Do Cancer Screenings Have an Expiration Date?

Colorectal and breast cancer screenings may be best for those with life expectancy of at least 10 years

(RxWiki News) Generally speaking, cancer takes years – even decades – to develop. So a recent study suggests this fact needs to be taken into account when recommending cancer screenings.

Breast and colorectal cancer screenings should be limited to people who are expected to live at least 10 years, according to a new study.  While no one should be denied screening, the study authors emphasized, the harms may outweigh the benefits for those with shorter life expectancies.

"Talk with your doctor about when and how often you should have cancer screenings."

The University of California in San Francisco researchers designed the study to look at how long a person needs to live in order to benefit from cancer screenings.

Other studies have looked at the benefits of screening is (i.e., how many lives saved). No other research has studied the timing of these benefits.

Current guidelines recommend that healthy older patients be screened. The rationale here is that complications from screenings can cause immediate harm, while the benefits of screening sometimes aren’t seen for years.

The goal of this study was to estimate the amount of time it takes for a person to benefit from breast and colorectal cancer screenings.

The researchers analyzed results from five breast and four colorectal cancer screening trials which focused on patients 50 years and older. The trials were published over a 22-year period – from 1986 to 2008.

The trials involved patient populations of just under 40,000 to more than 150,000 individuals. The study members were followed for anywhere from eight to 20 years.

Colorectal cancer screenings

  • After five years, screening prevented an average of just under three colorectal cancer deaths for every 10,000 people screened.
  • This benefit increased with time – reaching 23 colorectal cancers prevented among 10,000 people after 15 years.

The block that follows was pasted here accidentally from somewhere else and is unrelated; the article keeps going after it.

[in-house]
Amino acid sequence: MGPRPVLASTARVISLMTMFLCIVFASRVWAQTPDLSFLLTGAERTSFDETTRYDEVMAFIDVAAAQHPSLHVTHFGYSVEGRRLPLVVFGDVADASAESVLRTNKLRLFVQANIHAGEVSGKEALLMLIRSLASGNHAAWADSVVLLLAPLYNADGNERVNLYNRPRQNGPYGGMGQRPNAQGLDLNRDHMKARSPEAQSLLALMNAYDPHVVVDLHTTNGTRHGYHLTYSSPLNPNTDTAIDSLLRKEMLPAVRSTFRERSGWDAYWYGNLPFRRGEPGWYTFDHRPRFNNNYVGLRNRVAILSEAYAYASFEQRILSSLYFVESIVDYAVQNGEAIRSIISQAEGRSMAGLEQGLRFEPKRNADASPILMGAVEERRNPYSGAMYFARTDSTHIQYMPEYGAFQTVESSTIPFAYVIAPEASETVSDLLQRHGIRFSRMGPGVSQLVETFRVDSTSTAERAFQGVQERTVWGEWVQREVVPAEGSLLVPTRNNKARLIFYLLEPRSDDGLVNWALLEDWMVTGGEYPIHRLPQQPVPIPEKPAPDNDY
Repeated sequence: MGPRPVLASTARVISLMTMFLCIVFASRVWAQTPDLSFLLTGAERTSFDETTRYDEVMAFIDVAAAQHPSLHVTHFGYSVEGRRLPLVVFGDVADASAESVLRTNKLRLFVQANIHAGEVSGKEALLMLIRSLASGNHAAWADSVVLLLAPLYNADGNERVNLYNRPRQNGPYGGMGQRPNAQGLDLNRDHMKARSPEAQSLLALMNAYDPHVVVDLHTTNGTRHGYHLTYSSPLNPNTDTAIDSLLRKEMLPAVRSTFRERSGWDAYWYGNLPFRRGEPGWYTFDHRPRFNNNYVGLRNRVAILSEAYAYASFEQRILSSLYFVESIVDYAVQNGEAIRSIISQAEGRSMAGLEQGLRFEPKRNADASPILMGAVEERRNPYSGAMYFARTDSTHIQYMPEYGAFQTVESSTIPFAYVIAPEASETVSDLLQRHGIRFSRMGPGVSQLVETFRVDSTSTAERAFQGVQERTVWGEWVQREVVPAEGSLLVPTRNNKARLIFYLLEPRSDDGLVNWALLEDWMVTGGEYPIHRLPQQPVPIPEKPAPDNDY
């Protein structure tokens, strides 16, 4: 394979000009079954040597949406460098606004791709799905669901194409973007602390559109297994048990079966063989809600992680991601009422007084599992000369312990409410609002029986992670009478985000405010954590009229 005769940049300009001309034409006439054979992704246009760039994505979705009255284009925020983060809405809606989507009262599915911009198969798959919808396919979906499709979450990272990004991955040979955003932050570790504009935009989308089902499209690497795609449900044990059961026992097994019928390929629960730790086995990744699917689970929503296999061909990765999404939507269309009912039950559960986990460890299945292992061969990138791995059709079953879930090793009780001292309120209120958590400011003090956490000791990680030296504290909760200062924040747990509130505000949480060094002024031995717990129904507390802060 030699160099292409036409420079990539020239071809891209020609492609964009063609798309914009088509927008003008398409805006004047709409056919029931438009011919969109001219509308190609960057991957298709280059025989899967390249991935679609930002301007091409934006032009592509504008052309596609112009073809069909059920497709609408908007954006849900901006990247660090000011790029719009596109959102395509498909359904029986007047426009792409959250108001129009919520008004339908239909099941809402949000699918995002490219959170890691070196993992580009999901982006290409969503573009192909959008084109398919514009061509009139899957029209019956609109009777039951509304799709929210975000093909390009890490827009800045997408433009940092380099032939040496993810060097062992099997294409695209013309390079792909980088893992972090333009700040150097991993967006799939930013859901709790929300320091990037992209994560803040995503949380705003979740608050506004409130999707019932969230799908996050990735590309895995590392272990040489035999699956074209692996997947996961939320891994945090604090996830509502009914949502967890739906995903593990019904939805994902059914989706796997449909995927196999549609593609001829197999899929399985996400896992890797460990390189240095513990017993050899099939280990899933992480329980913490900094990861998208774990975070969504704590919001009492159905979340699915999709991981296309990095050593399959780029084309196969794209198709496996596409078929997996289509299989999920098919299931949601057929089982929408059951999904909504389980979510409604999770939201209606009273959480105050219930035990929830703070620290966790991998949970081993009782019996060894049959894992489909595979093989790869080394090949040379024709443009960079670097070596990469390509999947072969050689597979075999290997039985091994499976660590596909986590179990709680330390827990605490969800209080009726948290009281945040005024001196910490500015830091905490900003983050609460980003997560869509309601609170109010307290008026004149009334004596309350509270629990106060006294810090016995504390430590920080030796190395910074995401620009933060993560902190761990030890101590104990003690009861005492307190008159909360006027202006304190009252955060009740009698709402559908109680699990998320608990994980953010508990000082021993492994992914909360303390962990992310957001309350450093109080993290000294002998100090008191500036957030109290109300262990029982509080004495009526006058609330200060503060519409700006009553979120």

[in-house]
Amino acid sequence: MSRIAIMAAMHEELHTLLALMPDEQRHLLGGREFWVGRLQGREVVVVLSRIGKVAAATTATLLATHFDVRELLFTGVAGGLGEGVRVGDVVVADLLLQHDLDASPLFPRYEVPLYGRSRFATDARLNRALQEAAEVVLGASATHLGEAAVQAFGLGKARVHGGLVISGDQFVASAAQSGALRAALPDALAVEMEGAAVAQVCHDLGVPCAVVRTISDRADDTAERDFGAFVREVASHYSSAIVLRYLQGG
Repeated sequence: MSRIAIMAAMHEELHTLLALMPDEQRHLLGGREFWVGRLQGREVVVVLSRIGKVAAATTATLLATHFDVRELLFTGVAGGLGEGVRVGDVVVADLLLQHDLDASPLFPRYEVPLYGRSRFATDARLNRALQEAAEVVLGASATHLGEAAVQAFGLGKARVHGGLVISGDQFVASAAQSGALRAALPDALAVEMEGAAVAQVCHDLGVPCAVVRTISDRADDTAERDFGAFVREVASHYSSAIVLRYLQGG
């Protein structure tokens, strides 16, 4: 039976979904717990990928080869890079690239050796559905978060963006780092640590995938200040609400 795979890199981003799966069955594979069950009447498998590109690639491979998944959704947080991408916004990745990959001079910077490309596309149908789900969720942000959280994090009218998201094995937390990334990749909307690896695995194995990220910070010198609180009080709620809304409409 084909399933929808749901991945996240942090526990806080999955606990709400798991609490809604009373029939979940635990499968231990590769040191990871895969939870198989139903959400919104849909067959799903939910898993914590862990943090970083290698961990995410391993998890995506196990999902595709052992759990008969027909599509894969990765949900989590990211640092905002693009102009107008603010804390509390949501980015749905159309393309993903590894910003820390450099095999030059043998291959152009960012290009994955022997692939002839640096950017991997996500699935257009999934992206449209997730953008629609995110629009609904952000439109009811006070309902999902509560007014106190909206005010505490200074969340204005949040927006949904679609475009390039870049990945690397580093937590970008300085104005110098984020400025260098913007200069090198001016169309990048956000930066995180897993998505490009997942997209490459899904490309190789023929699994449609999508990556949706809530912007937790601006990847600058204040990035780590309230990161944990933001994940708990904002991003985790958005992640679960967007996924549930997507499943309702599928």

• The authors translated this to absolute terms, meaning how long it actually took to prevent deaths. For colorectal cancer, it took an average of nearly five years to prevent one death for every 5,000 people screened; it took 10.3 years to prevent one death for 1,000 people screened.

Breast cancer screenings

  • After five years, an average of four deaths were prevented for every 10,000 women screened.
  • 19 breast cancer deaths were prevented after 15 years among 10,000 women screened.
  • Absolute terms found it took about three years to prevent one breast cancer death in 5,000 women screened and 10.7 years to prevent one death in every 1,000 women who were screened.

The authors noted that one in every 10 people screened will have a false-positive result, and more will possibly receive unnecessary treatment.

Because of these results, the authors suggest that people who are likely to live 10 or more years should be guided to have breast and colorectal cancer screens. If life expectancy is 3-5 years, though, the individual “probably should be discouraged from screening since the potential risks likely outweigh the very small probability of benefit,” the authors wrote.

"The detection method in older patients should be geared to those cancers which carry a immediate risk of mortality," Christopher Ruud, MD, of the Austin Cancer Centers, told dailyRx News. "For example it might be more appropriate to use physical exam rather than mammography to find breast cancer in women over 80. Physical exams would be more specific, identifying only larger lumps which need removal," said Dr. Ruud, a breast cancer specialist, who was not involved in the study.

The researchers concluded that considering this time-lag information could help both patients and doctors make more informed decisions about screening for these cancers.

This study was published January 8 in the British Journal of Medicine.

Review Date: 
January 7, 2013